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I have an interface like this:

public interface SuperInterface {
    public interface SubInterface {
        public void get();
    //**More interfaces*/


this method in my Toolkit, which retrieves all objects which are instance of a certain class:

public static <T> ArrayList<T> getSome(ArrayList<Object> objects, Class<T> clazz) {
    ArrayList<T> result = new ArrayList<T>();
    for (Object o : objects) 
        if (clazz.isInstance(o)) 
    return result;

MyClass is not really interesting, its an empty class implementing from SuperInterface.SubInterface

And this piece in the main:

ArrayList<Object> mObjects = new ArrayList<Object>() {
        add(new MyClass()); //SuperInterface.SubInterface
        add(new String("Hello"));
        add(new Object());
ArrayList<SuperInterface> mSuperInterfaces = Toolkit.getSome(mObjects, SuperInterface.class); //returns a zero-sized list.
ArrayList<SuperInterface.SubInterface> mSubInterfaces = Toolkit.getSome(mObjects, SuperInterface.SubInterface.class); //returns a one-sized list

The first method call does not work as I hoped, the second does. Is it possible so that the first one works without explicitly putting the subinterfaces in a different file and implementing the superclass? Because apparently the subinterfaces aren't really subinterfaces, so I tried to make the Interface class like this:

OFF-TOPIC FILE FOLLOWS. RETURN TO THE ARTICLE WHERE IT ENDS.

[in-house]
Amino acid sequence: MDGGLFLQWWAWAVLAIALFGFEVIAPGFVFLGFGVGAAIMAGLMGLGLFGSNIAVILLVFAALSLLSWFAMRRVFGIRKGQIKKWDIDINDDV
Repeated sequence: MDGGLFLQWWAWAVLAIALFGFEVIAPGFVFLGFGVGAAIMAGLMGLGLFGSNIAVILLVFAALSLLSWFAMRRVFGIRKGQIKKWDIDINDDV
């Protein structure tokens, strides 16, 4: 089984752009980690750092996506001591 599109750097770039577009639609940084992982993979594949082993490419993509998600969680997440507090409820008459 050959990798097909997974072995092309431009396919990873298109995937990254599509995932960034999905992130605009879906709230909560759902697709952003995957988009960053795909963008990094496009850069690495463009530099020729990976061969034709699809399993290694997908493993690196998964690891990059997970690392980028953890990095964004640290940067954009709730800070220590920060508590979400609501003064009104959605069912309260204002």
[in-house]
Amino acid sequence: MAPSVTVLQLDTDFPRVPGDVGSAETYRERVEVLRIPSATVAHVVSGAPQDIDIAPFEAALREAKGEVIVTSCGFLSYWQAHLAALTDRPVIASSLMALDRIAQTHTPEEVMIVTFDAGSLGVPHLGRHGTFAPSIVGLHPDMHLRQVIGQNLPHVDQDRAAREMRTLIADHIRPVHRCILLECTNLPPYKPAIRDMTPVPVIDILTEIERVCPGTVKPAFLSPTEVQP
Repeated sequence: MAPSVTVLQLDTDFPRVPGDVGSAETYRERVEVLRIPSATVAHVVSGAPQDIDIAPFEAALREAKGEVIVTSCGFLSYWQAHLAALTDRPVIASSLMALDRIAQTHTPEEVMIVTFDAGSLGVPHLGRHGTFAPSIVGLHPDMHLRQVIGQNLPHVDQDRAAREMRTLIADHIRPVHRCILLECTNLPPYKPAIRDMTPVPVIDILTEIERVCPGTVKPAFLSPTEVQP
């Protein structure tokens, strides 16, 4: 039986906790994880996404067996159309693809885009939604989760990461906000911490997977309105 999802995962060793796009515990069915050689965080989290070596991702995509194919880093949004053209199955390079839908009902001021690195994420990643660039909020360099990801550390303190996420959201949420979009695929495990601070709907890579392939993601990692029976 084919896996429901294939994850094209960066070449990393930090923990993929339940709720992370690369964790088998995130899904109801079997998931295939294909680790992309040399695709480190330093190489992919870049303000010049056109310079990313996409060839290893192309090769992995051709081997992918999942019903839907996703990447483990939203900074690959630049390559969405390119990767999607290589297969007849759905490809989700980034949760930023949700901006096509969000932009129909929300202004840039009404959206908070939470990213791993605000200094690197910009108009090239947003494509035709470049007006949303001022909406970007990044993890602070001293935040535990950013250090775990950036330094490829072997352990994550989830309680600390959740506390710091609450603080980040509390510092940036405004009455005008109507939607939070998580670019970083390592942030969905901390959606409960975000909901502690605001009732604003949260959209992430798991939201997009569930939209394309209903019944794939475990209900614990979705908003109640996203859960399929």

public class ClassWithInterfaces {
  public interface Super { }
  public interface Sub implements Super { /**...*/ }

But apparently you can't use implements in an inner interface.

My question is: Why is that, and is there a way to accomplish what I want to achieve (inner interfaces in one file)? I don't necessarily need it, I merely want to know why it's not possible to implement in inner interfaces (yet it's possible to extend inner classes).

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2 Answers 2

up vote 5 down vote accepted

But apparently you can't use implements in an inner interface.

You're looking for extends rather than implements:

public class ClassWithInterfaces {
  public interface Super { }
  public interface Sub extends Super { /**...*/ }

This compiles for me, and I can certainly implement both interfaces.

Since there appears to be some confusion around extending vs implementing, perhaps the following will help clear things up:

  • An interface extends another interface.
  • A class implements an interface.
  • A class extends another class.
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Since when is it possible to extend from an interface? I thought the keywords implements and extends where there to distinguish between abstract classes and interfaces? –  stealthjong Dec 11 '12 at 10:53
@ChristiaandeJong: An interface always extends other interfaces, it never implements them. Only a class can implement things. –  NPE Dec 11 '12 at 10:54
Now that you mention it, it's actually quite logical. Thanks very much. –  stealthjong Dec 11 '12 at 11:05

According to the Java Language Specification:

So here you have two reasons why you can't have "real" inner interfaces

Also, as NPE writes, an interface can never implement another interface, it can only extend it. Classes can implement interfaces and / or extend classes, interfaces can only extend interfaces. Makes perfect sense to me.

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